Data Republic is a data exchange ecosystem and technology platform where organisations can exchange and collaborate with data. Open data is a big business opportunity, with companies looking for new ways to combine their data to get a better picture of their customers and prospects.
Paul has been founding and running his own businesses for over 20 years, starting when he was 19. As well as founding and running his own businesses, Paul is an active non-executive director – TradeMe and iiNet are two notable appointments over recent years.
As a CEO, Paul is heavily focused on marginal utility, and many of the interesting points in this interview build on this:
What Paul has learned from being on the board of other organisations: “Think about empowering people and making sure that you don’t get too operational” (Video from 3:52)
Managing with marginal utility: “As much as people have a say, there’s one steering wheel. You’ve got it, if you’re the CEO.” (Video from 7:36)
Saying no and aligning decisions to company vision: “Strategy is more about what to say no to than what to say yes to.” (Video from 15:00)
What Paul wishes he knew on day one when he was 19: “I’m much more centred now and as much as I’m passionate about what we do, I’m not the outcome.” (Video from 18:47)
Steve Pell: I’m Steve Pell from Management Disrupted. I’m here with Paul McCarney from Data Republic, founder and CEO. Paul, could you just tell us a little bit about what the business does?
Paul McCarney: We’re a trust framework to help companies exchange data. So basically creating a data exchange and infrastructure to enable companies to exchange data.
A lot of organisations have strategies which are surrounded in the construct of personalisation. Often the views that they have of their customers are somewhat limited to the amount of time that customer spends with their company, 1, 2, 3 percent of that customer’s life spent with that company.
Most of the time the customer is doing something else. To really understand and offer the right products to the right customer at the right time is challenging. They just don’t have the information.
What we’ve built is infrastructure to enable the exchange to be done in a way which is sensitive to the consumer’s rights, privacy rights. It has globally best practice security, and a governance process that allows the company who owns the data to be able to govern and control who has access. That’s the infrastructure layer to the platform that we’ve built.
Steve Pell: How many people in the organisation?
Paul McCarney: 31.
Steve Pell: Great, and that’s grown pretty fast I assume as well?
McCarney: It has, yes. That comes with excitement and challenges.
Steve Pell: Yes. Tell me a little bit about your background before coming to this company because it’s quite interesting.
Paul McCarney: My background is mostly in marketing and technology. I am a systems engineer by training with a marketing degree. I spent a lot of time consulting after that but I’ve pretty much been an entrepreneur since I was out of school. I have a very eclectic background. I’ve done lots of roles but mostly building things.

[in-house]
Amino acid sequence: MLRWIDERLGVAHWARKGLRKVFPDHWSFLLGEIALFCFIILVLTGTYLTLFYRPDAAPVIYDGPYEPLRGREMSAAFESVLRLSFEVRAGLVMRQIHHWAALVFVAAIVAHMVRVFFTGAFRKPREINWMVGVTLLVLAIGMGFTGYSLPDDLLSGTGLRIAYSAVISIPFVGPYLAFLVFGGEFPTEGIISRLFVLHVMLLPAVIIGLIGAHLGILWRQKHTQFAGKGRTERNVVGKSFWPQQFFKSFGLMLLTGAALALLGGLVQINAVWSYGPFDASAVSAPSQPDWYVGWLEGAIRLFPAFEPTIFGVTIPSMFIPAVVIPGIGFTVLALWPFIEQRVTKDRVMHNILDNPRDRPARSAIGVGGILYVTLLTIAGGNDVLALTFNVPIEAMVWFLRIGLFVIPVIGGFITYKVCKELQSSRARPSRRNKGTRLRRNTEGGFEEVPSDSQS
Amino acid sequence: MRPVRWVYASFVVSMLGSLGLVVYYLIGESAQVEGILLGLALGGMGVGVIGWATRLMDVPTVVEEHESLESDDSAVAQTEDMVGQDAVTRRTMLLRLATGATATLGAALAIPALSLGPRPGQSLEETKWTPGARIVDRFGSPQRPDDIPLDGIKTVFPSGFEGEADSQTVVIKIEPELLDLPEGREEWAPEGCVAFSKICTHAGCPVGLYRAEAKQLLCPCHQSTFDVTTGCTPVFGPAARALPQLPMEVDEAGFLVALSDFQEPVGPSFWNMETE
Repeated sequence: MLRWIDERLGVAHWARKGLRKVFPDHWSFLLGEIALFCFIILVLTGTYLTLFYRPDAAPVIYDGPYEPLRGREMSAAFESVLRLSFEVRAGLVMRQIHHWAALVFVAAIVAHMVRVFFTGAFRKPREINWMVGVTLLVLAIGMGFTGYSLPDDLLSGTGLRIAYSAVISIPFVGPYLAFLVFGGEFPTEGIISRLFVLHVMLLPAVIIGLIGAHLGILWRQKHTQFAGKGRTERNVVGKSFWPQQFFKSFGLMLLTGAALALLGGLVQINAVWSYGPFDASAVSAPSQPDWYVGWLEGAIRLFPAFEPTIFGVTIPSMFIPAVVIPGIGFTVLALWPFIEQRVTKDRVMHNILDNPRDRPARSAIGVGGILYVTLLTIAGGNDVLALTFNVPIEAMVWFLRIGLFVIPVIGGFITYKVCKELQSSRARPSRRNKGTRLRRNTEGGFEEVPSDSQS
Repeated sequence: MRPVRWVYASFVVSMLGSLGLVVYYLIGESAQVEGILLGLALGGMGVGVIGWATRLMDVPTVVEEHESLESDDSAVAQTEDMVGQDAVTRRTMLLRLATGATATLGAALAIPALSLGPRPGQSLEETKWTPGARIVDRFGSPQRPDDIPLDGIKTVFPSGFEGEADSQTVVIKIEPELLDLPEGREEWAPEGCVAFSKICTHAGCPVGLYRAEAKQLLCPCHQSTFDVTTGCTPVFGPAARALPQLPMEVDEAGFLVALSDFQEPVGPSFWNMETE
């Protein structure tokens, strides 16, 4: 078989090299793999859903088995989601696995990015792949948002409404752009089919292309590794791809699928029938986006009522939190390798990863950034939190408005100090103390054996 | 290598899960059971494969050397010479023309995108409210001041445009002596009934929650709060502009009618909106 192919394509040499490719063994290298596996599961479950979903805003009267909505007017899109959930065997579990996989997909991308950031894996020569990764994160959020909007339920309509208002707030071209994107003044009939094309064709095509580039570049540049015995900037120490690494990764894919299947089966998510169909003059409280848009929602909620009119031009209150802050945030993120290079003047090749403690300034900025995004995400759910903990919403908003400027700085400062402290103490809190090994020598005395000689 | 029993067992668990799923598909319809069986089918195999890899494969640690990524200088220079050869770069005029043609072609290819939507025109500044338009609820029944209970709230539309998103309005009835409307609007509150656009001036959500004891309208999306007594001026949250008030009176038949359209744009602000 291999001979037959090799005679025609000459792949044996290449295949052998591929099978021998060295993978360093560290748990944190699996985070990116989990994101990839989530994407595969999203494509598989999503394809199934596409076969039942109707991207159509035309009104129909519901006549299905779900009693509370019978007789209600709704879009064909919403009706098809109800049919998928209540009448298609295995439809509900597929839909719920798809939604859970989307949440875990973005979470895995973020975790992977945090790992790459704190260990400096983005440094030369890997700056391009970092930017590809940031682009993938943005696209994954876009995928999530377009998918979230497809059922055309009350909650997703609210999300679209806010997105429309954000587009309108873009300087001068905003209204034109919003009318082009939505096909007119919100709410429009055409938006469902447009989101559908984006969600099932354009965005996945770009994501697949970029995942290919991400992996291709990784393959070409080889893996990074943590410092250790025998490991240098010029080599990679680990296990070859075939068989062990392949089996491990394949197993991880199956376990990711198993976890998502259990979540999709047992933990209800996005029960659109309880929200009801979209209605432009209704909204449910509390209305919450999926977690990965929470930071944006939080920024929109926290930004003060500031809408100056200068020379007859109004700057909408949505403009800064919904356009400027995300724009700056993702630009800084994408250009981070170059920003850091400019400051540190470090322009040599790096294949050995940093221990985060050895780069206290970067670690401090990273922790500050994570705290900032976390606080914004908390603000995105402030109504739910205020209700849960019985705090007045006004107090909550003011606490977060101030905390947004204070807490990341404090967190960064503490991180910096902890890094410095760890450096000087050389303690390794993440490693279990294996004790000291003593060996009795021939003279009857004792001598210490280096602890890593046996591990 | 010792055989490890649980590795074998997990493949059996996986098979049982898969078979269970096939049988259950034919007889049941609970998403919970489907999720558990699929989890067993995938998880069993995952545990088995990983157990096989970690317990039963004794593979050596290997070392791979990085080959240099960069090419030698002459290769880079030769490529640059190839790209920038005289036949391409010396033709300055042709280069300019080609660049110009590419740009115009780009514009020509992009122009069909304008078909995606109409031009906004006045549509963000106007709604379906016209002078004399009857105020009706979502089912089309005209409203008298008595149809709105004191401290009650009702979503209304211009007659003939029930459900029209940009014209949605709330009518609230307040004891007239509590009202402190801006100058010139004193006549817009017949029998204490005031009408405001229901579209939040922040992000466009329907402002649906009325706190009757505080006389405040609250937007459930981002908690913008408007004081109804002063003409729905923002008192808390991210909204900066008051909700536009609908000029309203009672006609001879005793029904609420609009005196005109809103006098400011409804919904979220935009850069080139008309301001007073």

I started off when I was 19 doing a cleaning business all the way through to biomedical science and broking. I tried a lot of things in my earlier years but when I sort of hit my later 20s, I realised that what I really loved was building businesses and controlling outcomes and not only marketing but technology.
Since then, I’ve built and sold three companies all around the platform space. Each time I do it, I sort of say, “That’s the last time.” Then my wife says, “That’s enough of you being around the kitchen. You need to go and do something else.” So I go back out and have another go. The last time that happened I started consulting for Bain and Accenture. I ended up working with private equity doing some digital asset valuation and I ended up joining some boards.
That’s been a great journey too. I think it matured me a lot in how I think about strategy and how I think about the evolution of a company. So I joined the board of TradeMe in New Zealand which is a large publicly listed company over there, Cirrus Media here which is an MBO with Catalyst Private Equity, and I joined the board of iiNet. I went through that evolution of iiNet as it grew and then obviously as it got sold to TPG and that was a good experience as well.
Steve Pell: What are some of the things that you’ve learnt that have matured you as you’ve sat on those boards?
Paul McCarney: I think it’s helped me as a CEO. This time round, this was a particularly large opportunity. I say that being at the start line. It’s a very big market so if I’m going to choose something to do next, the choice of Data Republic really got me excited just because of the scale of the opportunity. McKinsey put it at $3-5 trillion is the size of the open data market opportunity.